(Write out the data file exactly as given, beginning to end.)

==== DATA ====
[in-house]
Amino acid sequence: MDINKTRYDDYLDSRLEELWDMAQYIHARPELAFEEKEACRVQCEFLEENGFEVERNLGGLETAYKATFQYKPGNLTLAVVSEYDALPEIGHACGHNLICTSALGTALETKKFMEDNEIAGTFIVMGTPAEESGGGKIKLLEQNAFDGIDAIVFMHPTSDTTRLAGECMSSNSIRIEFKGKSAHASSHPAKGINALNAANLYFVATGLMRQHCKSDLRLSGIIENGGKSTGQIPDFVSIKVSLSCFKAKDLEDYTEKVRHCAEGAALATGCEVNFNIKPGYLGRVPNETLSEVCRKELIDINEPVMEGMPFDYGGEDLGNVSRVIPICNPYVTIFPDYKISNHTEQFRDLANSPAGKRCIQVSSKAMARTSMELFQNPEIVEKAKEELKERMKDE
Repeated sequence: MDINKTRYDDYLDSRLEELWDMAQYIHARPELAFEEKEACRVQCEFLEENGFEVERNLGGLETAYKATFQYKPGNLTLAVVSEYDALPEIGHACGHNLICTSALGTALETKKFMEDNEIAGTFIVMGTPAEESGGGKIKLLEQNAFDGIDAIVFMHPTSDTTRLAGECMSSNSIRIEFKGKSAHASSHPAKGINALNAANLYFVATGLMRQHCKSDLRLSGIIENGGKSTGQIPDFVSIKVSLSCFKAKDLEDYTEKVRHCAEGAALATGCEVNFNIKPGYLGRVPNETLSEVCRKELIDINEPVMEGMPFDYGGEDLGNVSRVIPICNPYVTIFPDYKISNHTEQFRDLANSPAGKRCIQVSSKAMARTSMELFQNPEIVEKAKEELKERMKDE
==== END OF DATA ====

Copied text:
[in-house]
Amino acid sequence: MDINKTRYDDYLDSRLEELWDMAQYIHARPELAFEEKEACRVQCEFLEENGFEVERNLGGLETAYKATFQYKPGNLTLAVVSEYDALPEIGHACGHNLICTSALGTALETKKFMEDNEIAGTFIVMGTPAEESGGGKIKLLEQNAFDGIDAIVFMHPTSDTTRLAGECMSSNSIRIEFKGKSAHASSHPAKGINALNAANLYFVATGLMRQHCKSDLRLSGIIENGGKSTGQIPDFVSIKVSLSCFKAKDLEDYTEKVRHCAEGAALATGCEVNFNIKPGYLGRVPNETLSEVCRKELIDINEPVMEGMPFDYGGEDLGNVSRVIPICNPYVTIFPDYKISNHTEQFRDLANSPAGKRCIQVSSKAMARTSMELFQNPEIVEKAKEELKERMKDE
Repeated sequence: MDINKTRYDDYLDSRLEELWDMAQYIHARPELAFEEKEACRVQCEFLEENGFEVERNLGGLETAYKATFQYKPGNLTLAVVSEYDALPEIGHACGHNLICTSALGTALETKKFMEDNEIAGTFIVMGTPAEESGGGKIKLLEQNAFDGIDAIVFMHPTSDTTRLAGECMSSNSIRIEFKGKSAHASSHPAKGINALNAANLYFVATGLMRQHCKSDLRLSGIIENGGKSTGQIPDFVSIKVSLSCFKAKDLEDYTEKVRHCAEGAALATGCEVNFNIKPGYLGRVPNETLSEVCRKELIDINEPVMEGMPFDYGGEDLGNVSRVIPICNPYVTIFPDYKISNHTEQFRDLANSPAGKRCIQVSSKAMARTSMELFQNPEIVEKAKEELKERMKDE